We conduct every power-measurement test with all processor power-saving features (DES, EPU, and others) enabled, and we perform each test twice—first with the motherboards’ proprietary power-saving features disabled, then with them enabled. We select automatic power-saving modes where possible.
Most motherboards show a similar idle power. Remember that these results are obtained with processor power savings enabled, but without each motherboard’s power-saving features enabled. MSI’s P45 Diamond is the only product that ekes out a noticeable decrease in idle power consumption with its power-saving features enabled; the others provide minimal savings. Also keep in mind that the motherboards by ASRock and Foxconn don’t offer any power-saving features.
Remember also that we used a Core 2 Duo E7200, which is an extremely efficient, 2.53 GHz, 45 nm processor. This represents a major challenge for the test motherboards, as they have to save power where power consumption is already low.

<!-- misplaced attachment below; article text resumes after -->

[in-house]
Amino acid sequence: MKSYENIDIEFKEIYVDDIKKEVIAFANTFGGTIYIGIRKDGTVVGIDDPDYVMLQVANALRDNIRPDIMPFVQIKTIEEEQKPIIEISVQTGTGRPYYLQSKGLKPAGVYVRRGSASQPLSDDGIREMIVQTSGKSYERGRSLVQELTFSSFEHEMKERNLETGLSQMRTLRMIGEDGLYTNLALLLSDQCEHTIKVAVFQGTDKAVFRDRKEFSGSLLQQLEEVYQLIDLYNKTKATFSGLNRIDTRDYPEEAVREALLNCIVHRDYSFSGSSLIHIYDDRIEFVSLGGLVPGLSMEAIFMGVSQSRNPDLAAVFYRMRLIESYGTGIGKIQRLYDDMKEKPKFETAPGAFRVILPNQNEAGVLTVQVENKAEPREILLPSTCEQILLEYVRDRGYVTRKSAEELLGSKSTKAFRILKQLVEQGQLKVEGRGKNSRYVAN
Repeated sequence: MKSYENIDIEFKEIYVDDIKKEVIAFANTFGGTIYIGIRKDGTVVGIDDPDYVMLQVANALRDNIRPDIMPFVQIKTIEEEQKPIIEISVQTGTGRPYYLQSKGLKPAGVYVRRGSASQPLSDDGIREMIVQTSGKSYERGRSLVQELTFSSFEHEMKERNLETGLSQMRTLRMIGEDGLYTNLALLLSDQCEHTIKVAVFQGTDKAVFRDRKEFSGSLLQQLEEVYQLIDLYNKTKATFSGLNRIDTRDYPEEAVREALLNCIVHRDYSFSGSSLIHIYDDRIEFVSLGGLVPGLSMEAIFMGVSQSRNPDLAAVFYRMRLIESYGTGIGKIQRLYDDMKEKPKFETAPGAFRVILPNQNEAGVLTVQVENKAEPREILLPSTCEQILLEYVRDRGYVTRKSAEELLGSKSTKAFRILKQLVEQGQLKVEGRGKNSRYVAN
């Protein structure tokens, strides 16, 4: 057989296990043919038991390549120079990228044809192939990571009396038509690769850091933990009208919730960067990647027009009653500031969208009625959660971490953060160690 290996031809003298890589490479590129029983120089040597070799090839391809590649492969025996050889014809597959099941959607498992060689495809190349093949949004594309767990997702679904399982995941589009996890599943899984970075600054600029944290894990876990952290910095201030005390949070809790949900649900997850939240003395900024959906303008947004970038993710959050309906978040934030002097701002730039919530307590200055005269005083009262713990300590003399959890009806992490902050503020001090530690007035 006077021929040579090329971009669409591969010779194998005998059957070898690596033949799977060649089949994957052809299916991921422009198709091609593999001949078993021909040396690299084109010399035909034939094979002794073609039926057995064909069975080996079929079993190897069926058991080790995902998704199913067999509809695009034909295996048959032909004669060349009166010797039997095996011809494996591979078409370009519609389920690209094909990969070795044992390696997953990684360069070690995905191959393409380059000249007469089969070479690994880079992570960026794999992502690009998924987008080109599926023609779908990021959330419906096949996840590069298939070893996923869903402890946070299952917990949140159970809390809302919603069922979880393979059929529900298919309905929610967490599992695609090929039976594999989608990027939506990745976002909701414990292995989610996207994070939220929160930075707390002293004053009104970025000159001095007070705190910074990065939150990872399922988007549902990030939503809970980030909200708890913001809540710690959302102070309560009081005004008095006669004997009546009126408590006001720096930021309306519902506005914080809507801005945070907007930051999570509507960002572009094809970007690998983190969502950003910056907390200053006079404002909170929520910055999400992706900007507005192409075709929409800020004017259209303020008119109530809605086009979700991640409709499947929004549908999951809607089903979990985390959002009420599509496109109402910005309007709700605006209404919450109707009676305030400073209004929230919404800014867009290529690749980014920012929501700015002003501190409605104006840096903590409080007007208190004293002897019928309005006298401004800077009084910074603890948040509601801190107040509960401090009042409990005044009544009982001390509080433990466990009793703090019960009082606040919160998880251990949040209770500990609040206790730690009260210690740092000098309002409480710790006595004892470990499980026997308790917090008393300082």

The Core 2 Duo E7200 processor shows a gross power-requirement difference of approximately 30 W between idle and peak states on our test system running Windows Vista. The MSI and Gigabyte motherboards manage to show a noticeable difference using their power-saving features. Asus fails at peak processor power requirements, as the system requires 1 W or 2 W more power with EPU-6 enabled in Auto mode than with EPU-6 disabled.
- The P45 Efficiency Battle
- Efficiency Testing Basics
- ASRock P45R2000-WiFi: No Special Power-Saving Feature
- Asus P5Q Deluxe: EPU Power-Saving
- Asus P5Q-E: EPU Power-Saving
- Foxconn P45A-S: No Special Power-Saving Feature
- Gigabyte GA-EP45-DS3R: DES Power-Saving
- MSI P45 Diamond
- Test Setup, SYSmark 2007 Results
- SYSmark 2007 Power And Performance Per Watt
- Power Measurements
- Efficiency Summary
- Analysis and Conclusion